How to shoot a tiger: q&a with michael vickers


Wildlife photographer Michael Vickers has always loved animals, especially cats, but the tiger has always held a very special place in his heart. Mike has been capturing tigers on camera since 2000 and has worked with Born Free for many years. But why does he do it?
What is your favourite tiger photo?

It’s very difficult to select my favourite image from the many thousands of tiger photographs I have taken over the years. However, if I had to, it would have to be of an encounter that I had in 2006 at Ranthambhore tiger reserve.

My jeep was climbing up a narrow track next to a deep gorge. Half way along the track and coming towards my vehicle was Ranthambhore’s well known tigress known as Machali together with her three female cubs. It was a wonderful chance meeting.   

When’s the best time to capture a tiger on camera?

I find the best chance of seeing a tiger is early morning and late afternoon when the sun is not so intense. There is no guarantee of course, which is why I usually spend upwards of two weeks at a tiger reserve, therefore shortening the odds at finding an interesting sighting.

What was your most challenging tiger photo?

My most challenging image was taken at Bandhavgarh tiger reserve. I had been following a tigress with her two sub-adult male cubs until they entered a cave to shade themselves from the heat of the day. As I approached, they jumped to a ledge above, and just looked down at me. It was the most wonderful opportunity to photograph them as they were calm and curiosity got the better of them!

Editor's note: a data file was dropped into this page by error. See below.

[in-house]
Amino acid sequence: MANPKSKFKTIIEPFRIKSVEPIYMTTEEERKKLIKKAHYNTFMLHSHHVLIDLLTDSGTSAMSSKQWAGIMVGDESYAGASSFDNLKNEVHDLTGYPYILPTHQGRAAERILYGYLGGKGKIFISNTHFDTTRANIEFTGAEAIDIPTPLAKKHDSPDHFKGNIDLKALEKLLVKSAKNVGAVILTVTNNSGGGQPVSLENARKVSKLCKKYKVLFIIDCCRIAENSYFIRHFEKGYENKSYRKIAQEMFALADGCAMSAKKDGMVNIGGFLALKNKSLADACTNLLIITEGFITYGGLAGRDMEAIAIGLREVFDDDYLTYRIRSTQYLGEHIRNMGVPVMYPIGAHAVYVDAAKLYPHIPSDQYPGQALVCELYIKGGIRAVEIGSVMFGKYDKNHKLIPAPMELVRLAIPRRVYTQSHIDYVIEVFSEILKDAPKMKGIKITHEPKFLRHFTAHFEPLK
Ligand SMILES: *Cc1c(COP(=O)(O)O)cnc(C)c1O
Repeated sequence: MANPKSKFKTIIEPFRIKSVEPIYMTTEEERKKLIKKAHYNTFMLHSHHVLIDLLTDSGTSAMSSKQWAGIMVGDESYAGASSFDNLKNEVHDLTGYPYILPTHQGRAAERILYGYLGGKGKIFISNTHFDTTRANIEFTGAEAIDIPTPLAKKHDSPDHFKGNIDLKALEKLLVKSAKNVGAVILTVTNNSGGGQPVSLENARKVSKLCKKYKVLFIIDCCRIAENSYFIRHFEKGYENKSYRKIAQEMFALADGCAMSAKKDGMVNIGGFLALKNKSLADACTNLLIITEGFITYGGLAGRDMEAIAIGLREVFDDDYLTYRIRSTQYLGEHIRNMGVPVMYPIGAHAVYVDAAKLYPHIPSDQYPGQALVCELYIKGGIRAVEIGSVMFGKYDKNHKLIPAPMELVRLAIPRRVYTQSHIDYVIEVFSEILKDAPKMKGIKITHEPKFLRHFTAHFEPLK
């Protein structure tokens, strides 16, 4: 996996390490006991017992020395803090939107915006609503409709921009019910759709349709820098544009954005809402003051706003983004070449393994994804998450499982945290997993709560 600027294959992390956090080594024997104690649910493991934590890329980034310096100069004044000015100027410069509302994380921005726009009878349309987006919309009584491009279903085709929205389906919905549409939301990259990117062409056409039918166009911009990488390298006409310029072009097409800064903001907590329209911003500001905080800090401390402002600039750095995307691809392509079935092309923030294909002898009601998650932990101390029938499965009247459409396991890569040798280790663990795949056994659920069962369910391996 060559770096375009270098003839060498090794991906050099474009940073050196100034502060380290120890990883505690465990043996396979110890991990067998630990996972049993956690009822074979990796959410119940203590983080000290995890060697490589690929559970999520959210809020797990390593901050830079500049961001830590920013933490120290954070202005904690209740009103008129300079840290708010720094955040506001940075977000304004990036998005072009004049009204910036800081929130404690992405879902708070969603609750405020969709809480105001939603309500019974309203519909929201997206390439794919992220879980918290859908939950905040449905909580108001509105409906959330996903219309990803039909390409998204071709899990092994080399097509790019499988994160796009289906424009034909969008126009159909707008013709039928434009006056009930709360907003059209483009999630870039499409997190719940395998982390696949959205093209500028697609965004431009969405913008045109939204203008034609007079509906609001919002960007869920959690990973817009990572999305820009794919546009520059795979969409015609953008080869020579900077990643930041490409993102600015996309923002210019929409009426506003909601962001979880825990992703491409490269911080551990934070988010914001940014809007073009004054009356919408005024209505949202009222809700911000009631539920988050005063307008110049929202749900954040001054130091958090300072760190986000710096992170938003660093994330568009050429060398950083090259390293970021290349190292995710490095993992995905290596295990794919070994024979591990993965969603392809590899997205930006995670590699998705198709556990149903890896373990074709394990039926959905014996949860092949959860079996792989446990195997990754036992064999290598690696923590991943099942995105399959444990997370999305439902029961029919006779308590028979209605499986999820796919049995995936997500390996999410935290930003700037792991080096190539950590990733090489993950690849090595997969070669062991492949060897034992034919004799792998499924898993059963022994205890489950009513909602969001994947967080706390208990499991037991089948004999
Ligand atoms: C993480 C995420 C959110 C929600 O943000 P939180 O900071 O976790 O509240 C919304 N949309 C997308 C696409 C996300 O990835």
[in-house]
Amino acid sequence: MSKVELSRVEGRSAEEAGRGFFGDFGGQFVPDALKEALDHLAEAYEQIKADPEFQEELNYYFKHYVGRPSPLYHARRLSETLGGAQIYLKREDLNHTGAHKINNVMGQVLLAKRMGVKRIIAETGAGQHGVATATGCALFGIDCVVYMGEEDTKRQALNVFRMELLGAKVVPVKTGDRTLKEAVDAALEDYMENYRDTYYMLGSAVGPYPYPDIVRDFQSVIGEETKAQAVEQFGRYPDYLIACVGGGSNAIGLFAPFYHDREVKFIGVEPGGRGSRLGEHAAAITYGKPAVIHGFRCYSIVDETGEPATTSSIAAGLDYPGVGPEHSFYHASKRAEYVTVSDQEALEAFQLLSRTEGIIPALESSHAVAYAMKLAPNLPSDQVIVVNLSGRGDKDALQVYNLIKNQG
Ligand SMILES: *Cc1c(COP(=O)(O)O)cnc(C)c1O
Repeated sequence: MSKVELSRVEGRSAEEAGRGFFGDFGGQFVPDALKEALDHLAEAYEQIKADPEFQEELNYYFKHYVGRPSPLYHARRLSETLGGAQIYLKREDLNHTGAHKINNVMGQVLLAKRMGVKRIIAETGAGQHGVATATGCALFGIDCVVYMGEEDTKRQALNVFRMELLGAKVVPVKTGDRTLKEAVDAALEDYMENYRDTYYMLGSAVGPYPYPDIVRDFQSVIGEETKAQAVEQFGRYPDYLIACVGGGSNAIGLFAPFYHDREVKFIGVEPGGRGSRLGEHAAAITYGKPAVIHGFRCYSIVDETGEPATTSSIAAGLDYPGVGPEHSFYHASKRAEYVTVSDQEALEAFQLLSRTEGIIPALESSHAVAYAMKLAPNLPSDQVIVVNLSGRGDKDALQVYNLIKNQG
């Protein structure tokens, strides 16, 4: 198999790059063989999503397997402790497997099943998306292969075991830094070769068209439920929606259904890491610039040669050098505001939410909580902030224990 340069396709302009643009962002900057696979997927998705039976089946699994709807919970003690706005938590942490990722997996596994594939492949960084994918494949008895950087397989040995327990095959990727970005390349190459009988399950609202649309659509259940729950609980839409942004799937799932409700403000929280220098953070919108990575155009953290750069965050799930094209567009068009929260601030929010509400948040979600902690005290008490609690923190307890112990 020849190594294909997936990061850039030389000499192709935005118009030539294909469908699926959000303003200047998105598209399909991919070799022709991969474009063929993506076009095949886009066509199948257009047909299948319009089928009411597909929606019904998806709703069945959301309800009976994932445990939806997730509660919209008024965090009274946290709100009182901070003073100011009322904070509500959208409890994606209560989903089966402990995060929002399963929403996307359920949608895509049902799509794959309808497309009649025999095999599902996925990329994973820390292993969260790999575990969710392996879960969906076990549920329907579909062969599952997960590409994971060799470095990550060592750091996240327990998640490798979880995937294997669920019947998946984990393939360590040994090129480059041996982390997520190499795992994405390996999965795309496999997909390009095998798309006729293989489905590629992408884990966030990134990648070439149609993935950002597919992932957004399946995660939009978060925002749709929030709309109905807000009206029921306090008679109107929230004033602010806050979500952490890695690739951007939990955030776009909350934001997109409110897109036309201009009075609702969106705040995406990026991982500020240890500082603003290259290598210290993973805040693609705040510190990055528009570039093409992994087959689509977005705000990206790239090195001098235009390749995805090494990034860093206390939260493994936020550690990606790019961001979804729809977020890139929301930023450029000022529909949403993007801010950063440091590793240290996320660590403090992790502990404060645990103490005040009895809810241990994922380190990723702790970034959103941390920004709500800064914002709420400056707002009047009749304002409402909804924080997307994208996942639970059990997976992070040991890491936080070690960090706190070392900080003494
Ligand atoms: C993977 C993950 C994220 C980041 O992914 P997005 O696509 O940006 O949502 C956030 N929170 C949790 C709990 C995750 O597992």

What other wildlife do you enjoy taking photos of?

Tigers are my main interest, but I also take images of other Indian wildlife, such as leopards, sloth bear, chital deer, antelope, wild boar, monkeys, jungle cat, jackal, and buffalo plus some very beautiful birds and reptiles. 

I have travelled to a number of other countries photographing wildlife including Africa for the big five, Rwanda for gorillas, Alaska and Finland for brown bears and the Arctic for polar bears and whales.

Michael’s favourite image

Michael’s most challenging image

This year, I will return to the Pantanal wetlands in Brazil for the jaguar and other wildlife along the many fascinating waterways of the area. I should also mention Scotland, where I have spent many happy hours photographing ospreys, eagles and red squirrels.

Why do you support Born Free?

I have been a supporter of Born Free for many years. I admire the dedicated conservation work carried out by the charity including the rescue of many captive animals that have been kept in appalling conditions. I have also visited Born Free’s big cat sanctuaries at Shamwari Private Game Reserve in South Africa. 

Do you have any tips for Born Free supporters on how to take the perfect photograph?

Firstly, get to know your camera equipment well before travelling so you don’t miss the opportunity of a fantastic picture. 

Secondly, know your subject and learn about their behaviour before setting out with your camera. Where most wildlife is concerned, patience is essential. Take your time and don’t get discouraged if nothing much happens for an hour or two. I have waited for long periods of time and come away with nothing, yet on other occasions I have struck lucky almost immediately. No matter how good a photographer you are, you also need some luck on your side.

See Michael’s work at